I "Am" Sayings

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By D.A. Carson About Jesus Christ
Part of the series Evangelical Dictionary of Theology

"I Am" Sayings. A diversity of "I am ... " formulae in the OT by which Yahweh repeatedly discloses himself. He reveals himself as the God of the patriarchs (Gen. 15:7; 17:1; 28:13; etc.), or as "the LORD [Yahweh] your God, who brought you out of Egypt" (e.g., Exod. 20:2 at the beginning of the Decalogue), or more simply in the words "I am the LORD" (e.g., Ezek. 33:29; 36:36). The disclosure of Exodus 3: 14, often rendered "I am who I am" or "I am the existing one," may well be an instance of paronomasia or word play; but more importantly, like the repeated "I am he" or "I myself am he" utterances (Deut. 32:39; Isa. 41:4; 43:10, 13, 25; 45:18; 46:4; 48:12; 51:12; 52:6), Yahweh presents himself in antithesis to the finite gods of the prevalent polytheism. In most instances the context precludes a rendering "I am this or that," but presupposes something like "I am the Absolute One." Especially in Isaiah 40-66, the verses surrounding each example show that the meaning of God as the Absolute works out in an array of attributes: he is sovereign, uncreated, unimaginable, personal, master of history, holy, and the universal monarch whose purposes cannot ultimately be thwarted. Moreover, the formula here is self-revelatory: Yahweh is not addressed in this way, but uses these expressions of himself, thereby demonstrating that he graciously chooses to reveal himself to men.

In the NT, many "I am" sayings are supplied with a subjective completion (e.g., "I am the light of the world," John 8:12) and therefore do not qualify as "I am" utterances in the absolute sense. More difficult are the few instances outside John's Gospel where the text offers a simple egō eimi (lit. "I am") but where the context makes clear that the meaning is "It is I" or "I am he"with the antecedent of the 'T' or "he" apparent in the surrounding verses. These are probably at best ambiguous self-disclosures of deity, hints for those familiar with the OT, and many of Jesus' prepassion self-revelations adopt such a stance of planned ambiguity. For instance, when Jesus walks to his frightened disciples across the surface of the water, he calms their fears by saying, egō eimi. The context demands the conclusion that Jesus is identifying himself ("It is 1"), showing that what they perceive is not a ghostly apparition (Mark 6:50). Yet not every 'T' could be found walking on water: it would be premature to discount all reference to OT theophany. Again, Jesus warns his disciples against those who will lead many astray by claiming "I am" (Mark 13:6; Luke 21:8); but the context demands this be interpreted as "I am the Christ"-as Matthew 24:5 makes explicit. Jesus uses identical language at his trial (Mark 14:61-62) and similar language after his resurrection (Luke 24:39), his words in each case bearing some ambiguity.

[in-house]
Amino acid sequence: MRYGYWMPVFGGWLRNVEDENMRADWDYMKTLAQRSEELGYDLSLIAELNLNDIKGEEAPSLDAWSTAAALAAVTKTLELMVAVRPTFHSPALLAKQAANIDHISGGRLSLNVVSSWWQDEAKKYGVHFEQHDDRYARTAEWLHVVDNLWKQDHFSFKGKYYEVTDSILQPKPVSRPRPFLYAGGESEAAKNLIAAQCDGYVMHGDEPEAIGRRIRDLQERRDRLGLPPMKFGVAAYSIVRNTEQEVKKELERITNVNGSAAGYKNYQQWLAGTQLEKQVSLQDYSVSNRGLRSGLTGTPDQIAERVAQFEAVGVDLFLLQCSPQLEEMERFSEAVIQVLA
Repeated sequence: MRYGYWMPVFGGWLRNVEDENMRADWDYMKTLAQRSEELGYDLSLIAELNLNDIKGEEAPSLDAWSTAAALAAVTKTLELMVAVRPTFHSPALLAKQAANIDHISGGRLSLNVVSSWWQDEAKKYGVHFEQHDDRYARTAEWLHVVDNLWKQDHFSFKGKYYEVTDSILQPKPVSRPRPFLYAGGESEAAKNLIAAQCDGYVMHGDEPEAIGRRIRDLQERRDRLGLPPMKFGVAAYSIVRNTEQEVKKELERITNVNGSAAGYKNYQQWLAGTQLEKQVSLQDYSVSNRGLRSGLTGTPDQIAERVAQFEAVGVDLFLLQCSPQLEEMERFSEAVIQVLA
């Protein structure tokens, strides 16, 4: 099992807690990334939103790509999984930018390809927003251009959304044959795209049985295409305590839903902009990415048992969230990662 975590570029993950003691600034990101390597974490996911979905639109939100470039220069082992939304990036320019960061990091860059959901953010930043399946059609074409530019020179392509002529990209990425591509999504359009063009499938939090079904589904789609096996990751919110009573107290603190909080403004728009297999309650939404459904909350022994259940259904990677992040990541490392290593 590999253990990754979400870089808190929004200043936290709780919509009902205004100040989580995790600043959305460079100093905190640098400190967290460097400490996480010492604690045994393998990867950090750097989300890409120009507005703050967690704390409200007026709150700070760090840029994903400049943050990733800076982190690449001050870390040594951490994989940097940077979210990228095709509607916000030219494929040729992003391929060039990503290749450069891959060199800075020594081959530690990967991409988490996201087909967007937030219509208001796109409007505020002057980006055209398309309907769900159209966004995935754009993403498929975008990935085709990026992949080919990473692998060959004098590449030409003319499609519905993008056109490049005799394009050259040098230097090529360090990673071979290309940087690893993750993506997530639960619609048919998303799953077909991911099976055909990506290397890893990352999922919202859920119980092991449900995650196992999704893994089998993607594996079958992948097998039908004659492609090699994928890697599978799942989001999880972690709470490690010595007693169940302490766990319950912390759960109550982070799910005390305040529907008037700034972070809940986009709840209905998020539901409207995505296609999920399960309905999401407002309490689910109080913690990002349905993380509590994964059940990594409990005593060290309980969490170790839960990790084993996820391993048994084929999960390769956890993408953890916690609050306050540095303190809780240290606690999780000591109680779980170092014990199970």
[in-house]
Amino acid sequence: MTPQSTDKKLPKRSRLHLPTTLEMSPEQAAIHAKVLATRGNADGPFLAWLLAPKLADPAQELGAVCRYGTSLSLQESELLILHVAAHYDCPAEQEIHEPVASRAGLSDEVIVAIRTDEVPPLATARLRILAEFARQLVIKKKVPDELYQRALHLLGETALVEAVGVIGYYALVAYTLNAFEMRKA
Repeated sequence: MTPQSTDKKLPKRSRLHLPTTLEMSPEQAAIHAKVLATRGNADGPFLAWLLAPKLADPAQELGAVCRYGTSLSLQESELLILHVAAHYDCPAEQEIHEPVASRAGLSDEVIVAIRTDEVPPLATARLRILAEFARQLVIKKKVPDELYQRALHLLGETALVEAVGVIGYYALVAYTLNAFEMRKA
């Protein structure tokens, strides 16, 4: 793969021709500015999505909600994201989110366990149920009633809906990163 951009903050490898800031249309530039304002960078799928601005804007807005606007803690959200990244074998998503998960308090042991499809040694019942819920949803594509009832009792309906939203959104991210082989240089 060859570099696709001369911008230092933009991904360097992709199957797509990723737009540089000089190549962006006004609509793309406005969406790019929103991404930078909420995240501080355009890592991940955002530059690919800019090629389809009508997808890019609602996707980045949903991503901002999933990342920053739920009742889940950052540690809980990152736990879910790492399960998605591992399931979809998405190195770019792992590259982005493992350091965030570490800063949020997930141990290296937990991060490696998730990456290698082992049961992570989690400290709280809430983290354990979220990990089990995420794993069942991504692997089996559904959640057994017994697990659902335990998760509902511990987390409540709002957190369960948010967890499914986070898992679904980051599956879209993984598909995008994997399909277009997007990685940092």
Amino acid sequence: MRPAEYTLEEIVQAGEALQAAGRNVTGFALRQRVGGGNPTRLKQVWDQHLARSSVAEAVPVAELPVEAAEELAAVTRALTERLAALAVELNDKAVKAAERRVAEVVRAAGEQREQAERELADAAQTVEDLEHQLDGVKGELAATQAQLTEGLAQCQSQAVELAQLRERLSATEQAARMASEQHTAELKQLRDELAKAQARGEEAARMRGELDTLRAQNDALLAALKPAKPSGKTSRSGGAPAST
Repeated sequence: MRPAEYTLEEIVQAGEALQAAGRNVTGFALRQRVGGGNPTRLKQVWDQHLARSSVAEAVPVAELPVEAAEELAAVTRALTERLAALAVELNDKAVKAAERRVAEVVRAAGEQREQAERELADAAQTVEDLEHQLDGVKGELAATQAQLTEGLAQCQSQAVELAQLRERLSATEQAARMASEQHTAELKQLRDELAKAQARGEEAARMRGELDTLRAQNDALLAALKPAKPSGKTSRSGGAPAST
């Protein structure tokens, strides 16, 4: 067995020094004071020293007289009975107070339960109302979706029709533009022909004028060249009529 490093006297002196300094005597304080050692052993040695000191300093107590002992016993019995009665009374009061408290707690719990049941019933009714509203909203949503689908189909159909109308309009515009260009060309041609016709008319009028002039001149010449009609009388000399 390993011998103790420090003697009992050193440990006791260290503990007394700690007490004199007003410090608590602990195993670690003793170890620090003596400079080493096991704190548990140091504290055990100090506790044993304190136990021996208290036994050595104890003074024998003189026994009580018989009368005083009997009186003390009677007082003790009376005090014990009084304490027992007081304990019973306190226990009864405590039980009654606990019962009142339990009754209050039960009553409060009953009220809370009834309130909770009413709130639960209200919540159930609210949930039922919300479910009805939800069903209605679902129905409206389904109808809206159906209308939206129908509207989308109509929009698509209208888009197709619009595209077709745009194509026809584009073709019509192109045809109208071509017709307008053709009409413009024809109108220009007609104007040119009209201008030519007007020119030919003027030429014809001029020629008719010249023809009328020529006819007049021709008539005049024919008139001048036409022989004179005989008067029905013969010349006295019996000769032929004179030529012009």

The Fourth Gospel raises new questions. Although many of Jesus' "I am" utterances recorded by John are supplied with explicit predicates ("I am the true vine," "I am the good shepherd," "I am the bread of life," "I am the resurrection and the life"), two are undeniably absolute in both form and content (8 :58; 13: 19) and constitute an explicit self-identification with Yahweh, who had already revealed himself to men in similar terms (see esp. Isa. 43: 10--11). Jesus' opponents recognize this claim to unity with Yahweh (John 8:58-59); in 13: 19-20, Jesus himself proceeds to make it explicit. These two occurrences of the absolute "I am" suggest that in several other passages in John, where "I am" is formally absolute but a predicate might well be supplied from the context (e.g., 4:26; 6:20; 8:24, 28; 18:5, 6, 8), an intentional double meaning may be involved.


Bibliography. B. J. Beitzel, "Exodus 3:14 and the Divine Name," TJ 1 :5-20; R. E. Brown, Gospel according to John 1 :532-83; D. A. Carson, Christ the Lord; D. Daube, New Testament and Rabbinic Judaism; P. B. Horner, "I Am" of the Fourth Gospel; H.-G. Link, NIDNTT 2:278-83; W. Manson, Jesus and the Christian; E. Stauffer; TDNT 2:343- 62. Ibn Rushd.

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